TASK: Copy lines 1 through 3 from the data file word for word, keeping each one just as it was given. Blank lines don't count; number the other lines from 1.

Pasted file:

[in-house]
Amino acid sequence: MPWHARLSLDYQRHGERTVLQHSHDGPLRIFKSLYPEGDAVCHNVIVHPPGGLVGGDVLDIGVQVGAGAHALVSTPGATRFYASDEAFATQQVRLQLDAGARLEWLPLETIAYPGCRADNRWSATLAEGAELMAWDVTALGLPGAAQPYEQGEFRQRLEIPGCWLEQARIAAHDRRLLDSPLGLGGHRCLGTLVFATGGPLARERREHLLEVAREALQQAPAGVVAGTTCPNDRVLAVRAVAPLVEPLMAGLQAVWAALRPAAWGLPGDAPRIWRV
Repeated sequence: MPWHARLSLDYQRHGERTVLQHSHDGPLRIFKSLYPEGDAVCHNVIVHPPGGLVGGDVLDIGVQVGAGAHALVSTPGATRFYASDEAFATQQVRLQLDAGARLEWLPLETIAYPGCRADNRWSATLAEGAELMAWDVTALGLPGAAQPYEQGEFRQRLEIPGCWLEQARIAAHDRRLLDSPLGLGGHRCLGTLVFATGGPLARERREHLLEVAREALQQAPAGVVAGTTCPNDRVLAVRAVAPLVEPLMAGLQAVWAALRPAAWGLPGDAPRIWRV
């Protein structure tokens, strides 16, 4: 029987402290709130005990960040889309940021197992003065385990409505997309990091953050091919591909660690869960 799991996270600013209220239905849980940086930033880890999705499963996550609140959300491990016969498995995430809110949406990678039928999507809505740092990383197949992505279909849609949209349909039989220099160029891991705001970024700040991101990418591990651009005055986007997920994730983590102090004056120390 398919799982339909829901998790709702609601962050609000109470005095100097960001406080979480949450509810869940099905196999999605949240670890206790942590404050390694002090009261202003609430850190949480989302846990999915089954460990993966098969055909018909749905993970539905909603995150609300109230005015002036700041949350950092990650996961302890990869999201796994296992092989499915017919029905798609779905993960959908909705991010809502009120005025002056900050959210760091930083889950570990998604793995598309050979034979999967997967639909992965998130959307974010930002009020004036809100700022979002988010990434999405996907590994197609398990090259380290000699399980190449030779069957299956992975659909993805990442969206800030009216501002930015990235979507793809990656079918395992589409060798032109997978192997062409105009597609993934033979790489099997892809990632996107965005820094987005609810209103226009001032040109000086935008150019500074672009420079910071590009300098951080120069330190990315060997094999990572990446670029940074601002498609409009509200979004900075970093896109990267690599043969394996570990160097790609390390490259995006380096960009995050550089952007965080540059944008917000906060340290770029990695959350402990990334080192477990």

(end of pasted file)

[in-house]
Amino acid sequence: MPWHARLSLDYQRHGERTVLQHSHDGPLRIFKSLYPEGDAVCHNVIVHPPGGLVGGDVLDIGVQVGAGAHALVSTPGATRFYASDEAFATQQVRLQLDAGARLEWLPLETIAYPGCRADNRWSATLAEGAELMAWDVTALGLPGAAQPYEQGEFRQRLEIPGCWLEQARIAAHDRRLLDSPLGLGGHRCLGTLVFATGGPLARERREHLLEVAREALQQAPAGVVAGTTCPNDRVLAVRAVAPLVEPLMAGLQAVWAALRPAAWGLPGDAPRIWRV
Repeated sequence: MPWHARLSLDYQRHGERTVLQHSHDGPLRIFKSLYPEGDAVCHNVIVHPPGGLVGGDVLDIGVQVGAGAHALVSTPGATRFYASDEAFATQQVRLQLDAGARLEWLPLETIAYPGCRADNRWSATLAEGAELMAWDVTALGLPGAAQPYEQGEFRQRLEIPGCWLEQARIAAHDRRLLDSPLGLGGHRCLGTLVFATGGPLARERREHLLEVAREALQQAPAGVVAGTTCPNDRVLAVRAVAPLVEPLMAGLQAVWAALRPAAWGLPGDAPRIWRV